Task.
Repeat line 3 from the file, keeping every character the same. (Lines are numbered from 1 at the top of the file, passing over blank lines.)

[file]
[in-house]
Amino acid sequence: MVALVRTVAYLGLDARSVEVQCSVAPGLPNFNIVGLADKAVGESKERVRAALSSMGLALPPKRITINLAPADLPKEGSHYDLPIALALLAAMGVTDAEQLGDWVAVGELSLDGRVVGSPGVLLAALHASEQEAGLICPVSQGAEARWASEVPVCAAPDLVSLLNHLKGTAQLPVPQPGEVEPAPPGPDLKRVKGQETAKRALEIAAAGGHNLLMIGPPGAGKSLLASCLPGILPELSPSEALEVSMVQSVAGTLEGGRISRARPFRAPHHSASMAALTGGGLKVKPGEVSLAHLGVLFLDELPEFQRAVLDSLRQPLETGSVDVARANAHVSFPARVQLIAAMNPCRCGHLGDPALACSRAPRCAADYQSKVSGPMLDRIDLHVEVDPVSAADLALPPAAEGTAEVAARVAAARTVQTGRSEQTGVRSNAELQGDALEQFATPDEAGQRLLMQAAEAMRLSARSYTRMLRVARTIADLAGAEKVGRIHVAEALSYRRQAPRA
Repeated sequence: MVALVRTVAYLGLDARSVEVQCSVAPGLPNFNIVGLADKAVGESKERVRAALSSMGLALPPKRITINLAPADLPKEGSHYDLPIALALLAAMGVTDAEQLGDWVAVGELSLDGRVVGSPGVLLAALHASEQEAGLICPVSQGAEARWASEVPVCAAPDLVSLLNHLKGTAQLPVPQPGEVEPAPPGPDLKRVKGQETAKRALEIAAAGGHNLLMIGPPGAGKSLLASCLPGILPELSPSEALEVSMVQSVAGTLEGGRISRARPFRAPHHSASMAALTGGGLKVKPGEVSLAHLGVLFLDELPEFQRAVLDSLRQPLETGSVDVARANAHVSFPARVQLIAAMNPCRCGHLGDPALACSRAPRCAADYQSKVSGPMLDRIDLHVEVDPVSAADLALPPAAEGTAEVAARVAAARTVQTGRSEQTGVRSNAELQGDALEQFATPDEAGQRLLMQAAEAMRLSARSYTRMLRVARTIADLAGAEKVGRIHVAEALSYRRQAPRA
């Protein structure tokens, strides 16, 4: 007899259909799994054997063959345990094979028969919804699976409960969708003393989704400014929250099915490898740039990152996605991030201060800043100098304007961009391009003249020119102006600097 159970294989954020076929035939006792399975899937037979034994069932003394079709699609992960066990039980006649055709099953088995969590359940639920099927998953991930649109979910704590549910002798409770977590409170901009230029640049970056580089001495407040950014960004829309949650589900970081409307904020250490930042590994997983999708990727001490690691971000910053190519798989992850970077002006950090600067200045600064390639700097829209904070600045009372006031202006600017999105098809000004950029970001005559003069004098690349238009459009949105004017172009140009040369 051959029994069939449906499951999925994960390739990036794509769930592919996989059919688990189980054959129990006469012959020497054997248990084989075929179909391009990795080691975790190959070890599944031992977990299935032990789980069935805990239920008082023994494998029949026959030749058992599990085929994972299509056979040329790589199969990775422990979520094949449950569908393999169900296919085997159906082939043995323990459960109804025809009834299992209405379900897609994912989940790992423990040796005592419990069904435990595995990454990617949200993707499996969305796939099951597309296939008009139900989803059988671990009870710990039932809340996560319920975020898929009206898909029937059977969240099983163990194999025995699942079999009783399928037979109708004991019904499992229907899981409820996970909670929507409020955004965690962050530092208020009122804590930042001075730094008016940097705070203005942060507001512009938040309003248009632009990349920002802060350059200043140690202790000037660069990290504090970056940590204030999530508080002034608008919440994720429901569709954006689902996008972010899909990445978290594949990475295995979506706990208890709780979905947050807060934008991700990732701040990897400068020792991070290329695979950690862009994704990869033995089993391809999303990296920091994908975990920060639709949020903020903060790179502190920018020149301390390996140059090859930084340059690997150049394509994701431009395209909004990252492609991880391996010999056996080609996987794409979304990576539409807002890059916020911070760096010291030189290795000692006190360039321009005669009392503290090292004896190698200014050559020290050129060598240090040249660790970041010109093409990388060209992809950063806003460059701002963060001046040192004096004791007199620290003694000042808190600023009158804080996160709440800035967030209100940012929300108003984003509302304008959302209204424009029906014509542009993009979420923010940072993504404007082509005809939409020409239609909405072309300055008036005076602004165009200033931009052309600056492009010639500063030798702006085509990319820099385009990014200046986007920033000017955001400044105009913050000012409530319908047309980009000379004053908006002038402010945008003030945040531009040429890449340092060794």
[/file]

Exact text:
Repeated sequence: MVALVRTVAYLGLDARSVEVQCSVAPGLPNFNIVGLADKAVGESKERVRAALSSMGLALPPKRITINLAPADLPKEGSHYDLPIALALLAAMGVTDAEQLGDWVAVGELSLDGRVVGSPGVLLAALHASEQEAGLICPVSQGAEARWASEVPVCAAPDLVSLLNHLKGTAQLPVPQPGEVEPAPPGPDLKRVKGQETAKRALEIAAAGGHNLLMIGPPGAGKSLLASCLPGILPELSPSEALEVSMVQSVAGTLEGGRISRARPFRAPHHSASMAALTGGGLKVKPGEVSLAHLGVLFLDELPEFQRAVLDSLRQPLETGSVDVARANAHVSFPARVQLIAAMNPCRCGHLGDPALACSRAPRCAADYQSKVSGPMLDRIDLHVEVDPVSAADLALPPAAEGTAEVAARVAAARTVQTGRSEQTGVRSNAELQGDALEQFATPDEAGQRLLMQAAEAMRLSARSYTRMLRVARTIADLAGAEKVGRIHVAEALSYRRQAPRA